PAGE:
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The Prius Prime has standard Active Headrests, which use a specially designed headrest to protect the driver and front passenger from whiplash. During a rear-end collision, the Active Headrests system moves the headrests forward to prevent neck and spine injuries. The Soul EV doesn’t offer a whiplash protection system.
The Prius Prime has a standard Pre-Collision System, which uses forward mounted sensors to warn the driver of a possible collision ahead. If the driver doesn’t react and the system determines a collision is imminent, it automatically applies the brakes at full-force in order to reduce the force of the crash or avoid it altogether. The Soul EV doesn't offer collision warning or crash mitigation brakes.
The Prius Prime’s lane departure warning system alerts a temporarily inattentive driver when the vehicle begins to leave its lane and gently nudges the vehicle back towards its lane. The Soul EV doesn’t offer a lane departure warning system.
The Prius Prime Limited’s blind spot warning system uses digital cameras monitored by computer to alert the driver to moving objects in the vehicle’s blind spots where the side view mirrors don’t reveal them. The Soul EV doesn’t offer a system to reveal objects in the driver’s blind spots.
To help make backing safer, the Prius Prime Limited’s cross-path warning system uses wide-angle radar in the rear bumper to alert the driver to vehicles approaching from the side, helping the driver avoid collisions. The Soul EV doesn’t offer a cross-path warning system.
The Prius Prime’s driver alert monitor detects an inattentive driver then sounds a warning and suggests a break. According to the NHTSA, drivers who fall asleep cause about 100,000 crashes and 1500 deaths a year. The Soul EV doesn’t offer a driver alert monitor.
Both the Prius Prime and the Soul EV have standard driver and passenger frontal airbags, front side-impact airbags, side-impact head airbags, front seatbelt pretensioners, front wheel drive, height adjustable front shoulder belts, four-wheel antilock brakes, traction control, electronic stability systems to prevent skidding, daytime running lights, rearview cameras and available rear parking sensors.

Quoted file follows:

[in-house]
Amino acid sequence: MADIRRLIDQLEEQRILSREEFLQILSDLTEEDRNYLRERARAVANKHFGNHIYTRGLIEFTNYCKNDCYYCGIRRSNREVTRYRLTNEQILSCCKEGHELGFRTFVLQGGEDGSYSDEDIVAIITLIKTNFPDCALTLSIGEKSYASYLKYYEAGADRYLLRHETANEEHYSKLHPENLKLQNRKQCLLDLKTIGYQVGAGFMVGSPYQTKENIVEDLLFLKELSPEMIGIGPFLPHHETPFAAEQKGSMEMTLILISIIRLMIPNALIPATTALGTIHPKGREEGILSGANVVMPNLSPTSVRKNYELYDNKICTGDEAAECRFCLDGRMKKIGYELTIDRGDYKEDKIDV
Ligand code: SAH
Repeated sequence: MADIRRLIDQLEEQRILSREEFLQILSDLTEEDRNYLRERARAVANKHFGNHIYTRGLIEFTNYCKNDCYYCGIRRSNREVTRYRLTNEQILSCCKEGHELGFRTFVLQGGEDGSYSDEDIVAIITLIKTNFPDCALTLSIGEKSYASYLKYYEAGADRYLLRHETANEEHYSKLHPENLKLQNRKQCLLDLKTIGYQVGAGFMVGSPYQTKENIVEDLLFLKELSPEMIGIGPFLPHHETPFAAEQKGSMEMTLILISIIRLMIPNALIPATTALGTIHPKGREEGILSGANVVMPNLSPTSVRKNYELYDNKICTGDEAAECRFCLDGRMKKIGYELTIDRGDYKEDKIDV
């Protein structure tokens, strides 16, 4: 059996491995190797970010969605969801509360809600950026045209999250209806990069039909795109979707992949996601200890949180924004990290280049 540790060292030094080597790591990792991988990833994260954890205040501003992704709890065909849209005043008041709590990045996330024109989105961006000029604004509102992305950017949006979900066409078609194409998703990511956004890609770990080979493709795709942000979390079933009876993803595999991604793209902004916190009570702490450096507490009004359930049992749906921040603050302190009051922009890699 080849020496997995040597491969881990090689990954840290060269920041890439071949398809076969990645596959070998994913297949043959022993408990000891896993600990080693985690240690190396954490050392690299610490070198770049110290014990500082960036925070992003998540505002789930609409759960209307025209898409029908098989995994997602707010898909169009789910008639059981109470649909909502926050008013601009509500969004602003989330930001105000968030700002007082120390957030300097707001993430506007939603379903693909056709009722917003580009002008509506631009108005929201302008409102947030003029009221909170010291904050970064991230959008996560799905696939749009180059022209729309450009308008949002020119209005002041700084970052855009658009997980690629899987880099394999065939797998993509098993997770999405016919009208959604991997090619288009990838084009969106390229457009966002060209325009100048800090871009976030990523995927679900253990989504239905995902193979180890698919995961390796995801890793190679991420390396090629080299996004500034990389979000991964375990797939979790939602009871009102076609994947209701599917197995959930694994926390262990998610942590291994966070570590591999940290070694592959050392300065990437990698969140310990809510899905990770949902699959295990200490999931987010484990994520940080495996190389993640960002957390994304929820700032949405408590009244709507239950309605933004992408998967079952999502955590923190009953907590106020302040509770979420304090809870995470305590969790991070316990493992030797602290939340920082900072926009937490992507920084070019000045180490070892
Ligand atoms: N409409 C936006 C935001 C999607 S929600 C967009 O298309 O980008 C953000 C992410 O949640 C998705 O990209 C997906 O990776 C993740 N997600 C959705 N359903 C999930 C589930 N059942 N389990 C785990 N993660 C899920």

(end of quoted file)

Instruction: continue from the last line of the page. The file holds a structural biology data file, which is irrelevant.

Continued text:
For its top level performance in IIHS driver-side small overlap frontal, moderate overlap frontal, side impact, rear impact and roof-crush tests, with its optional front crash prevention system, its “Acceptable” rating in the new passenger-side small overlap crash test, and its headlight’s “Acceptable” rating, the Insurance Institute for Highway Safety grants the Prius Prime the rating of “Top Pick” for 2019, a rating granted to only 88 vehicles tested by the IIHS. The Soul EV has not been tested, yet.
The Prius Prime’s 5 year corrosion warranty has no mileage limitations, but the corrosion warranty on the Soul EV runs out after 100,000 miles.
Toyota pays for scheduled maintenance on the Prius Prime for 2 years and 25000 miles. Toyota will pay for oil changes, lubrication and any other required maintenance. Kia doesn’t pay scheduled maintenance for the Soul EV.
There are over 59 percent more Toyota dealers than there are Kia dealers, which makes it much easier should you ever need service under the Prius Prime’s warranty.
J.D. Power and Associates’ 2019 survey of the owners of three-year-old vehicles provides the long-term dependability statistics that show that Toyota vehicles are more reliable than Kia vehicles. J.D. Power ranks Toyota second in reliability, above the industry average. With 18 more problems per 100 vehicles, Kia is ranked 10th.
From surveys of all its subscribers, Consumer Reports’ December 2018 Auto Issue reports that Toyota vehicles are more reliable than Kia vehicles. Consumer Reports ranks Toyota second in reliability. Kia is ranked fifth.
The Prius Prime’s 1.8 DOHC 4 cyl. hybrid produces 12 more horsepower (121 vs. 109) than the Soul EV’s electric motor.